Police may investigate responsibility for CTV collapse

5:44 am on 10 February 2012

The Department of Building and Housing says police and engineering bodies may investigate whether anyone will be held responsible for the collapse of the CTV building.

The department released a technical report on Thursday which found the building did not meet the standards required when it was built in 1986.

Chief Executive Katrina Bach says the report's aim was not to apportion blame or liability.

But she says the findings are of concern and have been fowarded to other relevant agencies.

Police consider liability

Police may look at criminal liability in the collapse of the CTV building in the 22 February 2011 Christchurch earthquake.

The building, in which 115 people died, was the home of Canterbury Television, a nurse training school, a medical centre, Relationship Services and King's language school.

Police Assistant Commissioner Malcolm Burgess says a lot of information has been handed to police, who will first seek legal advice and carry out their own assessment.

Mr Burgess says that advice and information will then determine the next steps.

However, he says the police involvement may not necessarily lead to criminal charges.

Cause of collapse

A government report into why the CTV building collapsed has found the building did not meet the standards at the time it was built.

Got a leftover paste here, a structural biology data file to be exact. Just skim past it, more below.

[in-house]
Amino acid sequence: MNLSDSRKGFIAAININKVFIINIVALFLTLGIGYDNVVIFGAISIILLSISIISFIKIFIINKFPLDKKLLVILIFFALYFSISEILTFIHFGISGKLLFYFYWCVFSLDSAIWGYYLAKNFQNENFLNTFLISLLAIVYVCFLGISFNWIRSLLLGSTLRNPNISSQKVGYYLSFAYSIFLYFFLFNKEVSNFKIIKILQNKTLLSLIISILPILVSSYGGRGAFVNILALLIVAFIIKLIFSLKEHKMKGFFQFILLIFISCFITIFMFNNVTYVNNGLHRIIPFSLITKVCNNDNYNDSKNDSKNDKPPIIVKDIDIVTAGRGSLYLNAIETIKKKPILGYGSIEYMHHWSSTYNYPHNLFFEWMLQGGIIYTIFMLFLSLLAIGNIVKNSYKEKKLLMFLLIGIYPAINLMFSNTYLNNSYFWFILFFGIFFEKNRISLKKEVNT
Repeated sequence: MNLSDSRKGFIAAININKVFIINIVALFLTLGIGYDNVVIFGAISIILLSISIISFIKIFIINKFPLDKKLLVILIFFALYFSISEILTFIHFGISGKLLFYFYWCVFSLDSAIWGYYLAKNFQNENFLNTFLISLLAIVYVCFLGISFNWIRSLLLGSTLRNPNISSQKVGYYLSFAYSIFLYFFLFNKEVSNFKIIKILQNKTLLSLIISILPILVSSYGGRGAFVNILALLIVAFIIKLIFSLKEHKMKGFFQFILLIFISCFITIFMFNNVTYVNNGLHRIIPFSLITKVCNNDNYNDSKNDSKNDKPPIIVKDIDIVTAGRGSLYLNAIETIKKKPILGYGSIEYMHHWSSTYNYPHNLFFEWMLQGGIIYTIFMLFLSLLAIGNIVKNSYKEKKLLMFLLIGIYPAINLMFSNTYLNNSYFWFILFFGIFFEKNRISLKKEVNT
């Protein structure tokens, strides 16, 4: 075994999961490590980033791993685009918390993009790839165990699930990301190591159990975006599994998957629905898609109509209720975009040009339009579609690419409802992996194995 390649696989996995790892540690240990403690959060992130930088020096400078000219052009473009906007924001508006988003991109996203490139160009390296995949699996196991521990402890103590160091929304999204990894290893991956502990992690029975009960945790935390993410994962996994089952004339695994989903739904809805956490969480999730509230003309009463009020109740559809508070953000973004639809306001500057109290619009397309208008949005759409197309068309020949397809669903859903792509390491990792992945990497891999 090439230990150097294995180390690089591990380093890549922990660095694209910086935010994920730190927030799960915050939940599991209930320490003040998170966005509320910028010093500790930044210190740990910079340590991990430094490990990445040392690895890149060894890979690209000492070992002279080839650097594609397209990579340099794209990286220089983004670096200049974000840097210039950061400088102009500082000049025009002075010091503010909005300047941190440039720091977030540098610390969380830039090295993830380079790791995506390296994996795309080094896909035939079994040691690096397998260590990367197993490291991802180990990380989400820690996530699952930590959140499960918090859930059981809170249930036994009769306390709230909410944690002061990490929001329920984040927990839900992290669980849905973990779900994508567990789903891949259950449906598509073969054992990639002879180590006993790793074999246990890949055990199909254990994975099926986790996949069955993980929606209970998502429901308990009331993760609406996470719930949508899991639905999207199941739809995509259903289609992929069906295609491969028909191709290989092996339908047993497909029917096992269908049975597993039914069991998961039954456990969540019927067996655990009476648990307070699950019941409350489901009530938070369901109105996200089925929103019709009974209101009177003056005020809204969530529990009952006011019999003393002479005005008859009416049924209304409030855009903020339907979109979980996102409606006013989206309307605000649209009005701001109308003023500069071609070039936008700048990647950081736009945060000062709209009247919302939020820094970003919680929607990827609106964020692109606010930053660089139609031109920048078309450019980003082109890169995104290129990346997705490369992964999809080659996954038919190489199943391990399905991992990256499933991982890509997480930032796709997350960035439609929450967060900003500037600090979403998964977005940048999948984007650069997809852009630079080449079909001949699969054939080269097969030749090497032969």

The technical investigation by the Department of Building and Housing says a lack of ductility in the building's columns - their ability to bear extra load when subjected to movement - made them brittle.

It says the asymmetrical layout of the shear (supporting) walls then made the building twist during the earthquake and this put further strain on the columns.

The report says neither the walls nor the columns met the relevant building standards and these factors, coupled with intense ground shaking were critical factors in the building's collapse.

However, the director of the company which designed the building, Alan Reay, said he does not agree with the report's findings.

Dr Reay said the Department of Building and Housing had not carried out the investigations it should have and some of the report's assumptions were highly questionable and in some areas flawed.

He said the standards of the day were not intended to withstand the size and type of earthquake experienced in the February 2011 quake.